The club was officially incorporated on Sept. 25, 1919. Groundbreaking quickly took place, led by the club’s architect, Norman Macbeth. His legacy can still be seen throughout the club, both in its designs and in the annual invitational tournament in his name, which remains one of the club’s most prestigious tournaments. In 1919, the organizer published ads for membership, offering them for $250 each, along with “special” memberships for women. Play began in December of 1920, and by then, the price of a regular membership had climbed to $1,000.

A MEMBER CHIPS OUT of the barranca on the 16th hole during the 1955 Macbeth tournament.

The heart of the club’s social activities, the clubhouse, was built at this time on the corner of Rossmore Avenue and Temple Street (now Beverly Boulevard), in a classic California Mission-style building which served the club for the next 50 years. Through funds raised from members, the club was able to buy the property from Hancock in 1925.

In its early years, the club hosted the Los Angeles Open four times: 1928, 1931, 1933, and 1944. At the 1944 Open, war rationing meant that golf balls were scarce, and instead of money, the prize was war bonds and food stamps.

THE ORIGINAL CLUBHOUSE was demolished in 1970.

Many of the visitors in the club’s early years were Hollywood stars and starlets. Howard Hughes played frequently in the ’20s and ’30s, entertaining professional ambitions for a time. Later, he and girlfriend Katherine Hepburn would often visit the course to play in secret. Their Muirfield Road home abutted the 8th green. Bob Hope also liked to visit the club, and he would often bring friends during his lunch break. One such friend was Bing Crosby who, during one visit, began practicing on the course. A member approached him to scold him, and after a heated argument, Crosby vowed never to return to the club. True to his word, he never did.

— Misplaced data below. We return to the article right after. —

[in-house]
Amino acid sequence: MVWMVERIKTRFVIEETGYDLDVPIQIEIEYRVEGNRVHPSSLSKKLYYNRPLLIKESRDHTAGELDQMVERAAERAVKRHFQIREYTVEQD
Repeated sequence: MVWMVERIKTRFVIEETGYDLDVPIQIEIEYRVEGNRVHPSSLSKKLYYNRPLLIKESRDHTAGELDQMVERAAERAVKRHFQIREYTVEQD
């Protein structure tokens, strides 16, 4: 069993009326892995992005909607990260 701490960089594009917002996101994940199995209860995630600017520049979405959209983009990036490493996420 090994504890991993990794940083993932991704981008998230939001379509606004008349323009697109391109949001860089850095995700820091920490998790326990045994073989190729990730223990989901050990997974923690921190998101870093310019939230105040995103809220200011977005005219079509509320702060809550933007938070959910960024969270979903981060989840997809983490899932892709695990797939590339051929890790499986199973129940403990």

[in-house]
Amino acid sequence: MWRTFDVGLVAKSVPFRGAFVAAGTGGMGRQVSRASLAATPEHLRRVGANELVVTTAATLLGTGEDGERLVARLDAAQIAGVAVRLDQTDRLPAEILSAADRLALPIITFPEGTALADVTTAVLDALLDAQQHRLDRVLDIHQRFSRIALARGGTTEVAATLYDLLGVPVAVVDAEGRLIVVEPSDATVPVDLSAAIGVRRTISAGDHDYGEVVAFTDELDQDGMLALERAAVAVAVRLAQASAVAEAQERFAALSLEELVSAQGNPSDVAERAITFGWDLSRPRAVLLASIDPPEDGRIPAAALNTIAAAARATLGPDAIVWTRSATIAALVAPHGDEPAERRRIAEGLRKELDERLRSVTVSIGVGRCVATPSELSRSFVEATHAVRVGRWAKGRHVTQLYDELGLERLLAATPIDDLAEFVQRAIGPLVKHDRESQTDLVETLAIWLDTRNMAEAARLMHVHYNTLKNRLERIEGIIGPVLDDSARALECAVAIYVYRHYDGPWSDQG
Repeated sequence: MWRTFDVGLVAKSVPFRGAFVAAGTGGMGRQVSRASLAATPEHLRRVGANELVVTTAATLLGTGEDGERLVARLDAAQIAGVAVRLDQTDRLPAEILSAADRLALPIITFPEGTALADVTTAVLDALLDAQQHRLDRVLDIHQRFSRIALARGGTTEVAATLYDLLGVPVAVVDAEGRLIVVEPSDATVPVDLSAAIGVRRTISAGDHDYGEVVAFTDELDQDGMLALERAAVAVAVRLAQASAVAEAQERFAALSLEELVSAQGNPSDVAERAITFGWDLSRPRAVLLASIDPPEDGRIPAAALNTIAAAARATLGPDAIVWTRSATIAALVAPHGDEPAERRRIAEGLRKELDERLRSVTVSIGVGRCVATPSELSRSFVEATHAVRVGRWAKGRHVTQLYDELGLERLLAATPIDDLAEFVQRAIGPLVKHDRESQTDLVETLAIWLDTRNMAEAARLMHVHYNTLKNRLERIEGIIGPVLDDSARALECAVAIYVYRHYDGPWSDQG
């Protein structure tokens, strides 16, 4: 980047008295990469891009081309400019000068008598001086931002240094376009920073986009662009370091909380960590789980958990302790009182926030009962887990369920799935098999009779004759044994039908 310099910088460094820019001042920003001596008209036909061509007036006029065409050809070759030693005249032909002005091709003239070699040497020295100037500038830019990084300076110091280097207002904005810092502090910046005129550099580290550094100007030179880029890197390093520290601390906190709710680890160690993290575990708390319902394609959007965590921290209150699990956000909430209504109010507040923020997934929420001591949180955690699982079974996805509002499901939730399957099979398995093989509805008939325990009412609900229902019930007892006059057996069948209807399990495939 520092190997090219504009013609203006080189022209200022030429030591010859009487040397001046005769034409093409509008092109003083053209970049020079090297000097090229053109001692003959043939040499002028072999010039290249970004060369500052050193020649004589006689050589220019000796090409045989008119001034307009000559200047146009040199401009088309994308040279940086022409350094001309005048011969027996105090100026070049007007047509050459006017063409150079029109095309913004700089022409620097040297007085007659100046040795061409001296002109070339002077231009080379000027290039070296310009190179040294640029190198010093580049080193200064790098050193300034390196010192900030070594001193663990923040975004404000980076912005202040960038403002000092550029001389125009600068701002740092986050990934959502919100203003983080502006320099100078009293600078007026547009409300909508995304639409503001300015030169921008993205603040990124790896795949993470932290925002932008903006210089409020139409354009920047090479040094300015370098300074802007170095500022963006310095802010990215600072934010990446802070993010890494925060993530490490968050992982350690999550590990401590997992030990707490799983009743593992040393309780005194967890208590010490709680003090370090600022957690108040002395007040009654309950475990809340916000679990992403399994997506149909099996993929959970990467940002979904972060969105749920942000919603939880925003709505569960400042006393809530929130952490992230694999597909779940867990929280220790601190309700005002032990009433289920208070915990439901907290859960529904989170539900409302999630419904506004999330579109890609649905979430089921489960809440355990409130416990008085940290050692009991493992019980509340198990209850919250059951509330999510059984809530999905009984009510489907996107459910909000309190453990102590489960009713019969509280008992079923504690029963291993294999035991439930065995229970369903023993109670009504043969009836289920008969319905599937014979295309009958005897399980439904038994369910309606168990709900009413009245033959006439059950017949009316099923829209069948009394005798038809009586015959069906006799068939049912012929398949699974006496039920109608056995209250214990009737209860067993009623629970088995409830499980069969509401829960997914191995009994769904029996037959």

SECOND CLUBHOUSE (1971) is behind head golf professional Frank Morey (left), who shows members how to putt the ball.

Fast forward to 1971. After 50 years standing proudly on its corner, the clubhouse was due for a renovation. The members decided to tear it down entirely and build a new $2.16 million clubhouse designed by member architect and Fremont Place resident, Ragnar Qvale. However, the clubhouse you see today is the third clubhouse. It was designed by former Larchmont Village resident and architect Scott Johnson and was completed in 2001.

CURRENT CLUBHOUSE was completed in 2001 and remodeled in 2008.

Further remodeling of the clubhouse, again overseen by the Johnson Fain firm, was done in 2008, with an eye toward redesigning the building in conformance with Macbeth’s original vision for the property.

By Sidney Gubernick

Next Month

In the October issue, the Larchmont Chronicle will cover the club’s later years and its 2019 centennial celebration events.

Sidney Gubernick will be a sophomore at St. John’s College, Annapolis, Md. this fall. The Chronicle thanks WCC for the use of photographs from “The History of Wilshire Country Club: A Centennial Celebration,” written by club member Douglas N. Dickey.

Tags: , , , , , , , , , , , , , ,

Category: Real Estate

Leave a Reply

Your email address will not be published. Required fields are marked *